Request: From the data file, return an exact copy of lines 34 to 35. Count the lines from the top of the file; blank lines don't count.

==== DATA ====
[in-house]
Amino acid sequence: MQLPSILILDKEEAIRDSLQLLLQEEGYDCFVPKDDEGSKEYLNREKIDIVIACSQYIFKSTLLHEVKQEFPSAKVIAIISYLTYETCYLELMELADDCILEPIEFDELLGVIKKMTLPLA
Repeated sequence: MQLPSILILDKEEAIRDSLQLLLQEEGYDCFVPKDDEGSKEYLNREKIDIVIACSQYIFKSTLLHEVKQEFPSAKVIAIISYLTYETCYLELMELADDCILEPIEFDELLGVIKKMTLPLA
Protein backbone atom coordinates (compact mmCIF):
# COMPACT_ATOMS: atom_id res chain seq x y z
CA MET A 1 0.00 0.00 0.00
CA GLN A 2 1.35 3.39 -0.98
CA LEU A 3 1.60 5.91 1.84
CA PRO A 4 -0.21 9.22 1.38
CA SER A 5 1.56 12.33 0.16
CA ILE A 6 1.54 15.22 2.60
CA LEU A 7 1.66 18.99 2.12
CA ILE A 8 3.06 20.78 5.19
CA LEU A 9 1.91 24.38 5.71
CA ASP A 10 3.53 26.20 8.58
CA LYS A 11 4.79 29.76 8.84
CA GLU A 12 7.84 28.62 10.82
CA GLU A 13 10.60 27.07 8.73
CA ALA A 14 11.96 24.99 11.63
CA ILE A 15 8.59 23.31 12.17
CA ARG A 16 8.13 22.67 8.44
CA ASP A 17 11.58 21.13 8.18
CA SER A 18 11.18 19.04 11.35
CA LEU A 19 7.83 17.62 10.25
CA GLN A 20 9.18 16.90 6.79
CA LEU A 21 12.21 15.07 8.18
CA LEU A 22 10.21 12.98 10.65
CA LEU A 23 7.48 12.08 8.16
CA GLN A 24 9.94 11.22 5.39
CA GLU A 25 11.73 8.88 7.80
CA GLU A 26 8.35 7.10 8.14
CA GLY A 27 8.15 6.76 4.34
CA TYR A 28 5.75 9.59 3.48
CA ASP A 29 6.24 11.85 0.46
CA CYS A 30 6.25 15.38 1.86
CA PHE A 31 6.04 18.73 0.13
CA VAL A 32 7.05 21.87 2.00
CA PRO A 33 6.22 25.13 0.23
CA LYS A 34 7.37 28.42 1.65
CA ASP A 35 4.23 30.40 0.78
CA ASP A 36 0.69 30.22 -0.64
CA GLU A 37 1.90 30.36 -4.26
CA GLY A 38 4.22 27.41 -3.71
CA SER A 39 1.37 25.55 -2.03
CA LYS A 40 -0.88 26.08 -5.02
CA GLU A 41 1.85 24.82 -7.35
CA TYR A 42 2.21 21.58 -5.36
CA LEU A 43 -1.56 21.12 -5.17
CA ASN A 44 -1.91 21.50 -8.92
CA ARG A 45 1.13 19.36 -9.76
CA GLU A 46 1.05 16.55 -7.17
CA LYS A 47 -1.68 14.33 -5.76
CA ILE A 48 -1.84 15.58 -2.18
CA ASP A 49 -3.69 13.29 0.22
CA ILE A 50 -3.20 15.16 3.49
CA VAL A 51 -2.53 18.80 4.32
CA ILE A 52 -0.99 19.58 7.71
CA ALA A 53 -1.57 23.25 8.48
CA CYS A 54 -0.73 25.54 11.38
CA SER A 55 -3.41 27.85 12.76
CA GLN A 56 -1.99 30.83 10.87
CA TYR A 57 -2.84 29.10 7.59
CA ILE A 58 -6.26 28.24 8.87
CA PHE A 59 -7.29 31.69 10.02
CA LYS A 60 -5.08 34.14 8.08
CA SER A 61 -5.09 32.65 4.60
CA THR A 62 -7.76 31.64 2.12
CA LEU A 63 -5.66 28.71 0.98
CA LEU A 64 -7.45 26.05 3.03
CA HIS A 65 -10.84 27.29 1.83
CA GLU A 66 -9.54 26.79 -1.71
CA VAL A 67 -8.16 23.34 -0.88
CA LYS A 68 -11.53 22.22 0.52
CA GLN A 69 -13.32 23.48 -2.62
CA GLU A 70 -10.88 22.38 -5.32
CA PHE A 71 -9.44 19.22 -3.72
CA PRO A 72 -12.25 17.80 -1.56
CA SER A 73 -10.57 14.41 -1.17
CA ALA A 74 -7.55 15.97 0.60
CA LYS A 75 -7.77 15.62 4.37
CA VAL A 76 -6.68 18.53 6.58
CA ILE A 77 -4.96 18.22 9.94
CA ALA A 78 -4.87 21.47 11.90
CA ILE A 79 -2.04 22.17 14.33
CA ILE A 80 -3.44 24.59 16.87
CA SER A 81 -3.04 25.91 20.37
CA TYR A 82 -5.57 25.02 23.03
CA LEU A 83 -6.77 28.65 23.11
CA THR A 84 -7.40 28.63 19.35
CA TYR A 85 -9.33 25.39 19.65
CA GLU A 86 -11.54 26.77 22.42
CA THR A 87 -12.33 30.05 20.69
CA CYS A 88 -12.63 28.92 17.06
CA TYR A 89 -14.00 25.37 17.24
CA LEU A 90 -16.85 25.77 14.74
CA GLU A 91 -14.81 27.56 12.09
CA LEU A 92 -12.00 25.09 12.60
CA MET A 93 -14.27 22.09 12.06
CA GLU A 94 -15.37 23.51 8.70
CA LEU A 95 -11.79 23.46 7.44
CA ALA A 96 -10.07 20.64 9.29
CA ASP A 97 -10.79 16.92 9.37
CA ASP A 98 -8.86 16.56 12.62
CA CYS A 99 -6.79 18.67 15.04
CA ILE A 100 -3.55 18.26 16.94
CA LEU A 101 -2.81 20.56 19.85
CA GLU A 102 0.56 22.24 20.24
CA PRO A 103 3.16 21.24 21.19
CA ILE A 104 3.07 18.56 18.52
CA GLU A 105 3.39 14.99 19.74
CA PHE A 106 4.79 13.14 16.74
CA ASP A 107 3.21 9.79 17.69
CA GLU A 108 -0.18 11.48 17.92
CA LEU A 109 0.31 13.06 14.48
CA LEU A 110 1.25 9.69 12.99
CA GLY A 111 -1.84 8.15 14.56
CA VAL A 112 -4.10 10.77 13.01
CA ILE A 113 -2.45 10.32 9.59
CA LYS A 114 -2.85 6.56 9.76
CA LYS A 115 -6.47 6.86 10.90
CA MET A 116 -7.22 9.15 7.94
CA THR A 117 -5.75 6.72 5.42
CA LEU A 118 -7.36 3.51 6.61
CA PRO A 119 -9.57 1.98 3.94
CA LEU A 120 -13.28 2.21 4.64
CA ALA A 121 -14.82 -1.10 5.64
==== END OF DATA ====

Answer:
CA ASP A 29 6.24 11.85 0.46
CA CYS A 30 6.25 15.38 1.86